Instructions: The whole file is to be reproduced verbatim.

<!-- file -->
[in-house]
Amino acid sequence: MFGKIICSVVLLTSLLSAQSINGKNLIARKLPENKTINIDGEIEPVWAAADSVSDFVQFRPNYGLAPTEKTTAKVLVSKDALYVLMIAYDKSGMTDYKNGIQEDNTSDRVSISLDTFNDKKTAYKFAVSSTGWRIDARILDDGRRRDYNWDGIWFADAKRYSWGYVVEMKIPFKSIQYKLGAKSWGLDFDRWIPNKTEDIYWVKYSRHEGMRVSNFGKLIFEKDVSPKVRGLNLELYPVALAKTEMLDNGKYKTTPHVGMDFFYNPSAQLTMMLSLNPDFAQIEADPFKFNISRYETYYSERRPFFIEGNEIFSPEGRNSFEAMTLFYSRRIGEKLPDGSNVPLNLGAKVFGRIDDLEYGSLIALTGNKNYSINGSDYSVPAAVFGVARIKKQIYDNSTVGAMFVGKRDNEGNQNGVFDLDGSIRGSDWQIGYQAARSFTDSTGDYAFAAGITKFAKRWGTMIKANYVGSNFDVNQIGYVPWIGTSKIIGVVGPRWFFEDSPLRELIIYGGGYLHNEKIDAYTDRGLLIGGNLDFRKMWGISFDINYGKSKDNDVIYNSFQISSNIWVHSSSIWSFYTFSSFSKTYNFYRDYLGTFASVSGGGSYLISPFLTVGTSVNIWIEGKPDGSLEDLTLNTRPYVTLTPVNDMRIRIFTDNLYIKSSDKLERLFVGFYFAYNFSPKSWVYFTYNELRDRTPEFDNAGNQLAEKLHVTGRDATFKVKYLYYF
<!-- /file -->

[in-house]
Amino acid sequence: MFGKIICSVVLLTSLLSAQSINGKNLIARKLPENKTINIDGEIEPVWAAADSVSDFVQFRPNYGLAPTEKTTAKVLVSKDALYVLMIAYDKSGMTDYKNGIQEDNTSDRVSISLDTFNDKKTAYKFAVSSTGWRIDARILDDGRRRDYNWDGIWFADAKRYSWGYVVEMKIPFKSIQYKLGAKSWGLDFDRWIPNKTEDIYWVKYSRHEGMRVSNFGKLIFEKDVSPKVRGLNLELYPVALAKTEMLDNGKYKTTPHVGMDFFYNPSAQLTMMLSLNPDFAQIEADPFKFNISRYETYYSERRPFFIEGNEIFSPEGRNSFEAMTLFYSRRIGEKLPDGSNVPLNLGAKVFGRIDDLEYGSLIALTGNKNYSINGSDYSVPAAVFGVARIKKQIYDNSTVGAMFVGKRDNEGNQNGVFDLDGSIRGSDWQIGYQAARSFTDSTGDYAFAAGITKFAKRWGTMIKANYVGSNFDVNQIGYVPWIGTSKIIGVVGPRWFFEDSPLRELIIYGGGYLHNEKIDAYTDRGLLIGGNLDFRKMWGISFDINYGKSKDNDVIYNSFQISSNIWVHSSSIWSFYTFSSFSKTYNFYRDYLGTFASVSGGGSYLISPFLTVGTSVNIWIEGKPDGSLEDLTLNTRPYVTLTPVNDMRIRIFTDNLYIKSSDKLERLFVGFYFAYNFSPKSWVYFTYNELRDRTPEFDNAGNQLAEKLHVTGRDATFKVKYLYYF